Some vitamins and supplements may cause unwanted and even potentially dangerous side effects. Ingredients in vitamin or dietary supplements may adversely interact with diabetes medications causing hypoglycemia (low blood sugar) or have the opposite effect and cause hyperglycemia (high blood sugar).
Vitamins to Help Lower Blood Sugar
Chromium. It’s quite rare to be deficient in chromium, but if you are, chromium deficiency may lead to high blood sugar levels. There is some evidence that chromium may lower blood sugar levels and improve insulin sensitivity. Rich sources of chromium is found in broccoli, bran, egg yolk, grape juice and brewers yeast. If you are taking diabetes medications like insulin, supplementary chromium should only be used under the care of your doctor. You should not take chromium supplements if you have kidney or liver disease.
Magnesium. A magnesium deficiency may be seen in people with poor diets that are high in processed foods, and people who use caffeine, alcohol, or take diuretics (water tablets). Magnesium is found naturally in green leafy vegetables, legumes, whole grains, nuts, and seeds. Magnesium supplements may lead to improved fasting blood glucose levels in people with diabetes.
Vitamin D. Vitamin D is beneficial to your overall health. Recent studies have shown that Vitamin D may have a positive effect on blood sugar control and reduce insulin resistance1. Vitamin D is produced in the body by exposure to the sun. Exposing your skin to the sun for 15-20 minutes each day can help increase your body’s production. You can also get your daily intake through dietary supplements and foods such as oily fish, nuts, eggs, fortified cereals, and powdered milk.
Additional Supplements and Vitamins for Diabetes
B12. Vitamin B12 is found in foods of animal origin and B12 fortified foods. There is scientific evidence to recommend the supplementation of vitamin B12 in people with type 2 diabetes, who are being treated with metformin, to reduce the risk of developing neuropathy and its consequences2. It is recommended that if you are on metformin, you should have a periodic blood test to check for B12 deficiency.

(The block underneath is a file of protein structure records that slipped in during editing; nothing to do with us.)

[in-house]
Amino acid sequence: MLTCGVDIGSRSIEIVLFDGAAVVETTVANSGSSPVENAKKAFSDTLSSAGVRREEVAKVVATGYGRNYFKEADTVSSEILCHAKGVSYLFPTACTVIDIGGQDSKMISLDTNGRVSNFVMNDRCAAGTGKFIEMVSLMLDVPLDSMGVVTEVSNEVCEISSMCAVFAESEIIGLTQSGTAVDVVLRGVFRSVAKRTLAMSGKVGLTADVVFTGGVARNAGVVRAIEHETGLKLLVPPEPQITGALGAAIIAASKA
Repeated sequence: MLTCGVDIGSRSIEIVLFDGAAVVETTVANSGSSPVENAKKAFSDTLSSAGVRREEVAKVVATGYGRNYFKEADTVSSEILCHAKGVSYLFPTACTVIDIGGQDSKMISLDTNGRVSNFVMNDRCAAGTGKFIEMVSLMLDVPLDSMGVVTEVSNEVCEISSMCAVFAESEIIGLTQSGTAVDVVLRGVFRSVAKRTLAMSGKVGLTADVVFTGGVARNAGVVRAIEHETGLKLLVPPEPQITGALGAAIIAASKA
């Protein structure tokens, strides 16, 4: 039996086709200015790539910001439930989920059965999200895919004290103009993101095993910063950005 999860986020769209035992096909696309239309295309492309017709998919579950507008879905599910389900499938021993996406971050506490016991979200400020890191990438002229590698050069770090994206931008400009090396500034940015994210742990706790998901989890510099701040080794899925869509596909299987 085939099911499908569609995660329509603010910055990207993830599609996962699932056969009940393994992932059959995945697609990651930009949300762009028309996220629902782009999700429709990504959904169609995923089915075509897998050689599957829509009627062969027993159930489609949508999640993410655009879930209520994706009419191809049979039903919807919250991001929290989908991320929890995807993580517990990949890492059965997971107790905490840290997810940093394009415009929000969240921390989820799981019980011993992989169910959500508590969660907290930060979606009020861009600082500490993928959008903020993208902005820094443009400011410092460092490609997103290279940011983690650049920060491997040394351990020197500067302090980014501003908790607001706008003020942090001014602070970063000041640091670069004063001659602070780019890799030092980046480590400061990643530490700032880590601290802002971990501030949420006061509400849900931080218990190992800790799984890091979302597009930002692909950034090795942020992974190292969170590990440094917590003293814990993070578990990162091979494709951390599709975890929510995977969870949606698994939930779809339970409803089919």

Alpha-lipoic acid (ALA). ALA is an antioxidant found naturally in the body. It is also found in red meat, liver, and yeast. It may help reduce burning, itching, and pain from diabetic peripheral neuropathy.
Gamma-lipoic acid (GLA). GLA is an omega-6 fatty acid that is necessary for good health and is found in vegetable oils, some plant-based oils. GLA may improve the function of nerves damaged by diabetic neuropathy, particularly in people who have good blood sugar control.
If you choose to take a vitamin or supplement it is important to check with your healthcare provider. Getting more than the recommended daily amount or taking a vitamin or supplement that interacts with your medication can lead to serious and detrimental side-effects. The best way to ensure you are getting your nutrients is from a natural healthy diet, fresh air, and exercise.
The articles provided on this website are for informational purposes only. In addition, it is written for a generic audience and not a specific case; therefore, this information should not be used for diagnostic or medical treatment. This site does not attempt to replace the patient-physician relationship and fully recommends the reader to seek out the best care from his/her physician and/or diabetes educator.